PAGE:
7.71 Identify the European countries responsible for North American exploration and the modern day countries in which they settled, including France, Spain, England, Portugal, and the Dutch. Summarize the reasons for the success of these countries in colonization or North and South America. (E, G, H, P)

7.72 Analyze why European countries were motivated to explore including religion, political rivalry, and economic gain. (C, E, H, P)

7.73 Identify the voyages of discovery, the locations of the routes, and the influence of technology in the developments of a new European worldview including cartography, compass, caravel, astrolabe. (C, E, G, H, P)

7.74 Examine the impact of the exchanges of plants, animals, technology, culture, ideas, and diseases among Europe, Africa, Asia, and the Americas in the 15th and 16th centuries and the major economic and social effects on each continent. (C, E, G, H)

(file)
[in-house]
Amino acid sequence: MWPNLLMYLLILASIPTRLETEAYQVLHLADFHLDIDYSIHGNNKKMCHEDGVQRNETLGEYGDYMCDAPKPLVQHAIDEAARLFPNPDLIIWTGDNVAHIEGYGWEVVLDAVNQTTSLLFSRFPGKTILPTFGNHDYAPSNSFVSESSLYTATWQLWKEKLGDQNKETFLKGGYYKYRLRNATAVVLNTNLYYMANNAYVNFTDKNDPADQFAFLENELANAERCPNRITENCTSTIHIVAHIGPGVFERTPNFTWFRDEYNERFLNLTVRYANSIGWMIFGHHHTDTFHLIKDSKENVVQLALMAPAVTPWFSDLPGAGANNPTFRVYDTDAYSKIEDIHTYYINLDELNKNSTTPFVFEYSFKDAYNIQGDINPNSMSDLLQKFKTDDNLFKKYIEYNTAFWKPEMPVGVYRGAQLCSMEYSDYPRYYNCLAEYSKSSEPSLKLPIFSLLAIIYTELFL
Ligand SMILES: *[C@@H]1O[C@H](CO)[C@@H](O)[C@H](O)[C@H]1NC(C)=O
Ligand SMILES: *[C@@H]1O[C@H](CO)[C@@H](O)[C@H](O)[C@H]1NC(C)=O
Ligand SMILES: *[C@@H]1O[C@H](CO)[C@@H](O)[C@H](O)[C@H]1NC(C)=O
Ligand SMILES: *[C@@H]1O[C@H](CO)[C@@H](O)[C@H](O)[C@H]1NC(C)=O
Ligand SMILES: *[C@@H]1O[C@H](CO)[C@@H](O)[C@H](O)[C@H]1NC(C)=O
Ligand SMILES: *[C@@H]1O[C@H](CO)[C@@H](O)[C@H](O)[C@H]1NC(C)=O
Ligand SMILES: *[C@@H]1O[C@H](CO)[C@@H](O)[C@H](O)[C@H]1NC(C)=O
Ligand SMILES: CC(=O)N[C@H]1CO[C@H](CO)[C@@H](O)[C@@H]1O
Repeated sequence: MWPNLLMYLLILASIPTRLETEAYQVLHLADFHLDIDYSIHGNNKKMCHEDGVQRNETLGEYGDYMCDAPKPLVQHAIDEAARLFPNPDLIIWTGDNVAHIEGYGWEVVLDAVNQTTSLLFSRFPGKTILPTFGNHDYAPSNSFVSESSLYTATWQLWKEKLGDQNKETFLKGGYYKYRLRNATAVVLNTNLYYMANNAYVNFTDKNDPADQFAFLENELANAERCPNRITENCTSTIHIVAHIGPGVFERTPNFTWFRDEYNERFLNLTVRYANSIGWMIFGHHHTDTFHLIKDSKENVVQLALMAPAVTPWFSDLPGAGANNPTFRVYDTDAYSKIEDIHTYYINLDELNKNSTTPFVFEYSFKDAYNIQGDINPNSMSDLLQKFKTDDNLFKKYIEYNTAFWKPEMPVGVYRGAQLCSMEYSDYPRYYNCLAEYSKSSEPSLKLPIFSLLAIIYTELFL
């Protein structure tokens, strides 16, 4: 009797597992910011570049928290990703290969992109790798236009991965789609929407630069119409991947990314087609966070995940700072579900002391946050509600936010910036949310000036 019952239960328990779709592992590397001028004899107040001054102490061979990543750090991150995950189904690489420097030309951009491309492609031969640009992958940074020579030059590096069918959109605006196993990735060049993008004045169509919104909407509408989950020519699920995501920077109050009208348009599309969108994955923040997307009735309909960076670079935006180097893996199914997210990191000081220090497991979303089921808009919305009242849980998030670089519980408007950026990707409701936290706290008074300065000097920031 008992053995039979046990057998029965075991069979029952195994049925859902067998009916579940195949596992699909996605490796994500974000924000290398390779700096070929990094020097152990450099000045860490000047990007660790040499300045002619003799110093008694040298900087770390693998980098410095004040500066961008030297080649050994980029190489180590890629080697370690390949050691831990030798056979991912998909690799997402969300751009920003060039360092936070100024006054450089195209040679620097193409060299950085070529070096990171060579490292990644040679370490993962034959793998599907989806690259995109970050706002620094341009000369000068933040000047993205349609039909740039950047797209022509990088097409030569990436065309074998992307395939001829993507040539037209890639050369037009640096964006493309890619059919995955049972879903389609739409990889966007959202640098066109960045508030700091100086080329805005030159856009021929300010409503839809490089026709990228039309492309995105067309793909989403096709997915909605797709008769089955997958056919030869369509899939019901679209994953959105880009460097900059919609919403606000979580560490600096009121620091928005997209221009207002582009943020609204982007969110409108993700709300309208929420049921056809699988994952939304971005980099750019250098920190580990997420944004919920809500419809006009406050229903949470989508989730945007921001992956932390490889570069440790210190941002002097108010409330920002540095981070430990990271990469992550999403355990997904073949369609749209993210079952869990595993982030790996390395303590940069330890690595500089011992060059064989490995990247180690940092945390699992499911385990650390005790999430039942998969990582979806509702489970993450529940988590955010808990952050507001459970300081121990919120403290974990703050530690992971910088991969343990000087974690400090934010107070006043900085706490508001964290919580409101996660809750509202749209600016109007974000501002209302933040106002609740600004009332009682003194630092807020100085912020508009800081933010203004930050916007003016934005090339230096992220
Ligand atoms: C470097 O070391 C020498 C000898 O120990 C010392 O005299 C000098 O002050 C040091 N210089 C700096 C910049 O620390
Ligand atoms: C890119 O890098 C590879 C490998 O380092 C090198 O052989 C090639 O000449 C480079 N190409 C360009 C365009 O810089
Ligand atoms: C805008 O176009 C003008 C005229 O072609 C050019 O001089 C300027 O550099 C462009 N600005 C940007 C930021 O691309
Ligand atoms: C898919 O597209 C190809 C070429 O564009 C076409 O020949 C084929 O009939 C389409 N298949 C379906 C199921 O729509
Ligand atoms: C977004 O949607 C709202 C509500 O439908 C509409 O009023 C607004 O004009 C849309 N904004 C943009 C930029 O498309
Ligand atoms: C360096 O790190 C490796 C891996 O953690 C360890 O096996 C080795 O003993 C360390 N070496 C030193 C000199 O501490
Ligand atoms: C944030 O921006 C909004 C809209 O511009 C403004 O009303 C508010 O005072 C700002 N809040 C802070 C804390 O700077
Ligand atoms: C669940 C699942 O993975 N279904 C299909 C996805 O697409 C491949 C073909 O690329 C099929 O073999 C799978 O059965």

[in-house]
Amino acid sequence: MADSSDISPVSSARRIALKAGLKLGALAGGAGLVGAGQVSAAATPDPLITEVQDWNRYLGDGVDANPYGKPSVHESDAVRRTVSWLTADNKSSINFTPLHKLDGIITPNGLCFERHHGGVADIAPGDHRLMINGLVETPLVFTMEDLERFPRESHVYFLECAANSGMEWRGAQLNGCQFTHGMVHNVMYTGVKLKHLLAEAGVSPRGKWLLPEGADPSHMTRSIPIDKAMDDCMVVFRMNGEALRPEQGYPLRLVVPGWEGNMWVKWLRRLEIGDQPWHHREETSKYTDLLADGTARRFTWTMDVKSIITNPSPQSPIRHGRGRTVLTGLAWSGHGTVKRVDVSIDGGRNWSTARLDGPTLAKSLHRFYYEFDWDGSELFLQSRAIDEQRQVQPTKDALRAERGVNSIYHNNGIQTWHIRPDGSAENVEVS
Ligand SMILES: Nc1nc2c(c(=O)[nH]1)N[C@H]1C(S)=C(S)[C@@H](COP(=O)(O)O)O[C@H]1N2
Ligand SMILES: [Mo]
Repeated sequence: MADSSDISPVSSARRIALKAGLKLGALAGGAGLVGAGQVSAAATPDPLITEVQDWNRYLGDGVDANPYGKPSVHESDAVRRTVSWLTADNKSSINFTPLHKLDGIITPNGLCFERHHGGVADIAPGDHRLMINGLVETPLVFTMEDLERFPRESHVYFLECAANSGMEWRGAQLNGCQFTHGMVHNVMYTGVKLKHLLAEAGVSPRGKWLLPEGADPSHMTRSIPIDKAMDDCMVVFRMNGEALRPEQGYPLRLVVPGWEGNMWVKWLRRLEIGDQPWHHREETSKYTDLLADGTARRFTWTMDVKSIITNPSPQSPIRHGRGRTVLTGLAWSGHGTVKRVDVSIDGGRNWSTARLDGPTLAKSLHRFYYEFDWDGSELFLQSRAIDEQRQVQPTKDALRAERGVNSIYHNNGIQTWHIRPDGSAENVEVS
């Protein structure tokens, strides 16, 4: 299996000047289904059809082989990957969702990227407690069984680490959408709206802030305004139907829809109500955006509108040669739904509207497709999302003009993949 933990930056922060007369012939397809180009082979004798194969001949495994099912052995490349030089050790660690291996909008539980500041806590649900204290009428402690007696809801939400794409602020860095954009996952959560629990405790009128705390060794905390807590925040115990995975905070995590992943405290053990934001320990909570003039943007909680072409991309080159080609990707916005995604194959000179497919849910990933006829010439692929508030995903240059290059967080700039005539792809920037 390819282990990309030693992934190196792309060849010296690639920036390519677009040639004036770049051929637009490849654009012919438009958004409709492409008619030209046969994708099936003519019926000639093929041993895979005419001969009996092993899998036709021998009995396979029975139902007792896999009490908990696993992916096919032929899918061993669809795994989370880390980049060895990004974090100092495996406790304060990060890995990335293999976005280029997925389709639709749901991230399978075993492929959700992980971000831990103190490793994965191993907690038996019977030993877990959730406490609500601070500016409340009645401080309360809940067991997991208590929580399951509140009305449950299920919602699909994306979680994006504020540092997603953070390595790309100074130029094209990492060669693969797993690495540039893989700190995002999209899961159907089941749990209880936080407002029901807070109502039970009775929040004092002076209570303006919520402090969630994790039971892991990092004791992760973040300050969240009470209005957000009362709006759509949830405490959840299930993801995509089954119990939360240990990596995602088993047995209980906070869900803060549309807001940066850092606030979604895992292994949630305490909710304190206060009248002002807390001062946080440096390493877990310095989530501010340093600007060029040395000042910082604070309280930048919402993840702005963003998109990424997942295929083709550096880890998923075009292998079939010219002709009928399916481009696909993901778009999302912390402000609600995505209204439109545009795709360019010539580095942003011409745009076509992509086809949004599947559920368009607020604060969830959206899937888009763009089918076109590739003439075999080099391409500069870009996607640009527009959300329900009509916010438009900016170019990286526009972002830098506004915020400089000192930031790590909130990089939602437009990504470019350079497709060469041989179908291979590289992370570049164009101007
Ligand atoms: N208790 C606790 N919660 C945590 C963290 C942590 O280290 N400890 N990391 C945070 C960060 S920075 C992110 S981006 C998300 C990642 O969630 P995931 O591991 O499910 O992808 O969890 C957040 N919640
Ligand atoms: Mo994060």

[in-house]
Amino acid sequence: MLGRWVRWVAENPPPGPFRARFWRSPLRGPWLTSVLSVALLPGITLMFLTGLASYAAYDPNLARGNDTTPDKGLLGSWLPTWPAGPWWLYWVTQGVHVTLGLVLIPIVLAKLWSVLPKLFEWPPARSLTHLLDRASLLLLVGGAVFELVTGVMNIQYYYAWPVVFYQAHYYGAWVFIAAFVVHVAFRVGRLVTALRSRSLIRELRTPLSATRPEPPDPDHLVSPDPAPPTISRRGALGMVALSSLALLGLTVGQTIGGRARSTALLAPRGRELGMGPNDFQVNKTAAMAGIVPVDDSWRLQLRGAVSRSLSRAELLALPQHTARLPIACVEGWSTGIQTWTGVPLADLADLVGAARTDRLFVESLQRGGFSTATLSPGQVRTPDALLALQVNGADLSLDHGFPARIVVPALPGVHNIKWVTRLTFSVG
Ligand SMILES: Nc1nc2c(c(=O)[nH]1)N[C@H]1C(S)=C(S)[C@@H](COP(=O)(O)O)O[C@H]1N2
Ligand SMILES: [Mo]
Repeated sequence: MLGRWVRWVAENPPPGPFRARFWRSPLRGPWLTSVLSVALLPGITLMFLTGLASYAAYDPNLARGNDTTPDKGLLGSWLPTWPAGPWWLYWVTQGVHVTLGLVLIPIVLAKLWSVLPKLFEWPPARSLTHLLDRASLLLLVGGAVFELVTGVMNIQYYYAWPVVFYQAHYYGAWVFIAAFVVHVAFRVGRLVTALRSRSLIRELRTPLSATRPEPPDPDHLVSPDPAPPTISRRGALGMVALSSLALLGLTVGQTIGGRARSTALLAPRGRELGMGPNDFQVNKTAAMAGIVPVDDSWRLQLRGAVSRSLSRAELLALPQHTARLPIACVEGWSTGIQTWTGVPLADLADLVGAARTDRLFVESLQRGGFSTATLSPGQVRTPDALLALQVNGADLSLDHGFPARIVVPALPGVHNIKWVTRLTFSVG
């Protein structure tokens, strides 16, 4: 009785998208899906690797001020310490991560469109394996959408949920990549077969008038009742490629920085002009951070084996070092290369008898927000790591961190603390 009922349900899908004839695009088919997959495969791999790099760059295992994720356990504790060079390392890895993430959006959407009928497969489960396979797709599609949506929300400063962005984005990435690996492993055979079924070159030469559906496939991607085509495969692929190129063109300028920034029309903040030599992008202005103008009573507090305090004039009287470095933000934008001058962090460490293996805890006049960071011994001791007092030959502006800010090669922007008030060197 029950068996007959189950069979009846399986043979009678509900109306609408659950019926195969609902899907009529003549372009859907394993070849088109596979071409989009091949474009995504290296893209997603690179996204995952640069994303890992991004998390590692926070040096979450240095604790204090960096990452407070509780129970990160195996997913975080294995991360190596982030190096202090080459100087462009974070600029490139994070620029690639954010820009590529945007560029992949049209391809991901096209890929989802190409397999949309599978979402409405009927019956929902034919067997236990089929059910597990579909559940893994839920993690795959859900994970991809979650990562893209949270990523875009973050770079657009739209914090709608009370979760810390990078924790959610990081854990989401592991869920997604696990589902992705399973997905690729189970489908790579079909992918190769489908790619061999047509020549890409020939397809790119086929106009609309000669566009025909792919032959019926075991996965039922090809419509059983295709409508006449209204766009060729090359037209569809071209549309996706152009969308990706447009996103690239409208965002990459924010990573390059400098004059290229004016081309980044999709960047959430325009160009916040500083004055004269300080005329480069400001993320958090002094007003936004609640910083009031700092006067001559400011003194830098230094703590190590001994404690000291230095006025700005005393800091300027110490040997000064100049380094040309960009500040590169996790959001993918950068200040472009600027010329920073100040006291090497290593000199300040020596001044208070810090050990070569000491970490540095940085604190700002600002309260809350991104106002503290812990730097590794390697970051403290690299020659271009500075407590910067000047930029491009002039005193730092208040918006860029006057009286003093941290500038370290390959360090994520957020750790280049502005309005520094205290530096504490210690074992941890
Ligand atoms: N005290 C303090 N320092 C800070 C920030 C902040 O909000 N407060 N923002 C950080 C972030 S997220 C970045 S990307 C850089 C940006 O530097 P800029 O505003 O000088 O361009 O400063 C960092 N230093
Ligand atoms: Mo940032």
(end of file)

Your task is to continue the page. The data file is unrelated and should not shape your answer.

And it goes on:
7.75 Write an opinion piece with supporting details that describes the effects of exploration on the indigenous American cultures. (C, H)

Primary Documents and Supporting Texts to Read: excerpts from the journals of Christopher Columbus

Primary Documents and Supporting Texts to Consider: excerpts from Indigenous Peoples of North America, James D. Torr

 

- Lesson Sequence

1. The Age of Exploration

2. Spain's Conquests in the Americas

3. Exploration and Worldwide Trade

 

The Scientific Revolution and the Enlightenment

The Enlightenment and Scientific Revolution

Students analyze the historical developments of the Scientific Revolution and its lasting effect on religious, political, and cultural institutions. Students analyze political, social, and economic change as a result of the Age of Enlightenment in Europe.